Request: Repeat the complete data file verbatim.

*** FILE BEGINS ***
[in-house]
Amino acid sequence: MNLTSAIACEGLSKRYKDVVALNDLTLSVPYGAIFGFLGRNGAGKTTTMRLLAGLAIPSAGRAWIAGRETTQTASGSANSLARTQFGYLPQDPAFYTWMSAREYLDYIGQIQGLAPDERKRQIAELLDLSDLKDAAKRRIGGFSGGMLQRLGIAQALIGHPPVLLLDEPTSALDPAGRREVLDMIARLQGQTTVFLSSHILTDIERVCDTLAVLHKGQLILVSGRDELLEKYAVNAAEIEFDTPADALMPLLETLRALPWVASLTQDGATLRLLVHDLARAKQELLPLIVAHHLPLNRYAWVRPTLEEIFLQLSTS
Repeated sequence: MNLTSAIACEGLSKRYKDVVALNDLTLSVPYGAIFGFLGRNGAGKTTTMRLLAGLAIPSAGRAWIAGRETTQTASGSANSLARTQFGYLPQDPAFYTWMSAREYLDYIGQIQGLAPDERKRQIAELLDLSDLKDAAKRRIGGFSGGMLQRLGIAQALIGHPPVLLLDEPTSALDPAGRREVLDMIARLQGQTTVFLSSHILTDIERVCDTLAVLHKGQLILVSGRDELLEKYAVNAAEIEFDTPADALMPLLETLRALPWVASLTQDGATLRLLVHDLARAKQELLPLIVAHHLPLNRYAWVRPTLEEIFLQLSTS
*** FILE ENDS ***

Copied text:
[in-house]
Amino acid sequence: MNLTSAIACEGLSKRYKDVVALNDLTLSVPYGAIFGFLGRNGAGKTTTMRLLAGLAIPSAGRAWIAGRETTQTASGSANSLARTQFGYLPQDPAFYTWMSAREYLDYIGQIQGLAPDERKRQIAELLDLSDLKDAAKRRIGGFSGGMLQRLGIAQALIGHPPVLLLDEPTSALDPAGRREVLDMIARLQGQTTVFLSSHILTDIERVCDTLAVLHKGQLILVSGRDELLEKYAVNAAEIEFDTPADALMPLLETLRALPWVASLTQDGATLRLLVHDLARAKQELLPLIVAHHLPLNRYAWVRPTLEEIFLQLSTS
Repeated sequence: MNLTSAIACEGLSKRYKDVVALNDLTLSVPYGAIFGFLGRNGAGKTTTMRLLAGLAIPSAGRAWIAGRETTQTASGSANSLARTQFGYLPQDPAFYTWMSAREYLDYIGQIQGLAPDERKRQIAELLDLSDLKDAAKRRIGGFSGGMLQRLGIAQALIGHPPVLLLDEPTSALDPAGRREVLDMIARLQGQTTVFLSSHILTDIERVCDTLAVLHKGQLILVSGRDELLEKYAVNAAEIEFDTPADALMPLLETLRALPWVASLTQDGATLRLLVHDLARAKQELLPLIVAHHLPLNRYAWVRPTLEEIFLQLSTS